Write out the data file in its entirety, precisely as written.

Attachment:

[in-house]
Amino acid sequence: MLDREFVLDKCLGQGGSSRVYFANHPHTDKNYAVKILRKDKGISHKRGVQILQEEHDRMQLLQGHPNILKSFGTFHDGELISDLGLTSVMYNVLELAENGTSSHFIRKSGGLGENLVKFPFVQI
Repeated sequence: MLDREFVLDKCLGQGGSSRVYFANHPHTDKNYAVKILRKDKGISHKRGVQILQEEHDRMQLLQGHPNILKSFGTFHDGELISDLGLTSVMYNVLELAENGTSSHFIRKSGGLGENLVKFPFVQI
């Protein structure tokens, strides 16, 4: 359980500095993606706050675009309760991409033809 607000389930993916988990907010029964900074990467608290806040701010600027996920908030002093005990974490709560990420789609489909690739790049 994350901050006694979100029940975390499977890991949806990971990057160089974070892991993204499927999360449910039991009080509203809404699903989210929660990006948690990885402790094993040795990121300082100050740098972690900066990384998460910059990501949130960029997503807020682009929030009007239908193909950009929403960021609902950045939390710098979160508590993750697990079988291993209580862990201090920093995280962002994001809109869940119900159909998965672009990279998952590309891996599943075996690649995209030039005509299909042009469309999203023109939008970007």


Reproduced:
[in-house]
Amino acid sequence: MLDREFVLDKCLGQGGSSRVYFANHPHTDKNYAVKILRKDKGISHKRGVQILQEEHDRMQLLQGHPNILKSFGTFHDGELISDLGLTSVMYNVLELAENGTSSHFIRKSGGLGENLVKFPFVQI
Repeated sequence: MLDREFVLDKCLGQGGSSRVYFANHPHTDKNYAVKILRKDKGISHKRGVQILQEEHDRMQLLQGHPNILKSFGTFHDGELISDLGLTSVMYNVLELAENGTSSHFIRKSGGLGENLVKFPFVQI
């Protein structure tokens, strides 16, 4: 359980500095993606706050675009309760991409033809 607000389930993916988990907010029964900074990467608290806040701010600027996920908030002093005990974490709560990420789609489909690739790049 994350901050006694979100029940975390499977890991949806990971990057160089974070892991993204499927999360449910039991009080509203809404699903989210929660990006948690990885402790094993040795990121300082100050740098972690900066990384998460910059990501949130960029997503807020682009929030009007239908193909950009929403960021609902950045939390710098979160508590993750697990079988291993209580862990201090920093995280962002994001809109869940119900159909998965672009990279998952590309891996599943075996690649995209030039005509299909042009469309999203023109939008970007």